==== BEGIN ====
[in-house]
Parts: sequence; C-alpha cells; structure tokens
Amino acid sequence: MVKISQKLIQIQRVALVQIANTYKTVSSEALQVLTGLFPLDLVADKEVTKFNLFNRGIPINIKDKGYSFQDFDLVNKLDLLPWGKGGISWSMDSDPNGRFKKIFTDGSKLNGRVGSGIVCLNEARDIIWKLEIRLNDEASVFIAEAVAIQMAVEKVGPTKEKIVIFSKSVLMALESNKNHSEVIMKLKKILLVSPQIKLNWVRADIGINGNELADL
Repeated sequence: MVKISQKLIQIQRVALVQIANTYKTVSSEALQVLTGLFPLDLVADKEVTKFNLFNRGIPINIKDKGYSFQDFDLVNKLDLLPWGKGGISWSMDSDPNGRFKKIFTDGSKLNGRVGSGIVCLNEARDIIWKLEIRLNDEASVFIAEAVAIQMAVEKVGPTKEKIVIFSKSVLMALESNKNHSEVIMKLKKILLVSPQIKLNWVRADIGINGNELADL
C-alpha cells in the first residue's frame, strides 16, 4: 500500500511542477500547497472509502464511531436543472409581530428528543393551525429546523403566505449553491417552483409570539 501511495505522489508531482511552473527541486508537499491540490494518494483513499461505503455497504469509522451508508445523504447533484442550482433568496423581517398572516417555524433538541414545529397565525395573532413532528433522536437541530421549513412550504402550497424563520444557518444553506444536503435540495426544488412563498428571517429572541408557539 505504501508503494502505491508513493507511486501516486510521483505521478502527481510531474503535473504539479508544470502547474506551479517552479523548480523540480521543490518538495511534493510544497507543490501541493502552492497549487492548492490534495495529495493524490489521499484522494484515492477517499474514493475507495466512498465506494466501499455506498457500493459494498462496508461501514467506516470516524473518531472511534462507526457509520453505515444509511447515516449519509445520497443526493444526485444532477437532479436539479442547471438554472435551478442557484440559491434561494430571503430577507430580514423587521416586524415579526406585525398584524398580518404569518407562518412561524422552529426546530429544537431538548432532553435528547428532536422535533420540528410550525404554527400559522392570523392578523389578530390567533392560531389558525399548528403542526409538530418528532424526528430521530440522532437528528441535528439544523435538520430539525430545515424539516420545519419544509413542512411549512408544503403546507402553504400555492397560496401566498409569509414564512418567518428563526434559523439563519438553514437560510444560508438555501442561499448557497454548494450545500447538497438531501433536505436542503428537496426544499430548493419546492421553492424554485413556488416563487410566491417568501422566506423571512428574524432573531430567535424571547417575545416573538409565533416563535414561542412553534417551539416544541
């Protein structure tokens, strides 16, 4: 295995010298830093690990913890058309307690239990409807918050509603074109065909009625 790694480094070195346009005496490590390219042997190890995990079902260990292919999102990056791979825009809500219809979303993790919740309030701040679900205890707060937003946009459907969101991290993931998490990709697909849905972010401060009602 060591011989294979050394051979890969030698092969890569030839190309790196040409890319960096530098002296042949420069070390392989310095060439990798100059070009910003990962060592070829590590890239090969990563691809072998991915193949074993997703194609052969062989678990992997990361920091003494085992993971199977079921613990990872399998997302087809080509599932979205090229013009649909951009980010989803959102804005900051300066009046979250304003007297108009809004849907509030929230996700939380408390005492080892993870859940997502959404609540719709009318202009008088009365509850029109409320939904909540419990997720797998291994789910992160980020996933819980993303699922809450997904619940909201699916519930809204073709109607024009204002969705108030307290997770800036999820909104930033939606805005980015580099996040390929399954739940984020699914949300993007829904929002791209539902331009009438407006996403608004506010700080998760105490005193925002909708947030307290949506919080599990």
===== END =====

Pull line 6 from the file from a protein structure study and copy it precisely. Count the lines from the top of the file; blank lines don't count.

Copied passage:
């Protein structure tokens, strides 16, 4: 295995010298830093690990913890058309307690239990409807918050509603074109065909009625 790694480094070195346009005496490590390219042997190890995990079902260990292919999102990056791979825009809500219809979303993790919740309030701040679900205890707060937003946009459907969101991290993931998490990709697909849905972010401060009602 060591011989294979050394051979890969030698092969890569030839190309790196040409890319960096530098002296042949420069070390392989310095060439990798100059070009910003990962060592070829590590890239090969990563691809072998991915193949074993997703194609052969062989678990992997990361920091003494085992993971199977079921613990990872399998997302087809080509599932979205090229013009649909951009980010989803959102804005900051300066009046979250304003007297108009809004849907509030929230996700939380408390005492080892993870859940997502959404609540719709009318202009008088009365509850029109409320939904909540419990997720797998291994789910992160980020996933819980993303699922809450997904619940909201699916519930809204073709109607024009204002969705108030307290997770800036999820909104930033939606805005980015580099996040390929399954739940984020699914949300993007829904929002791209539902331009009438407006996403608004506010700080998760105490005193925002909708947030307290949506919080599990």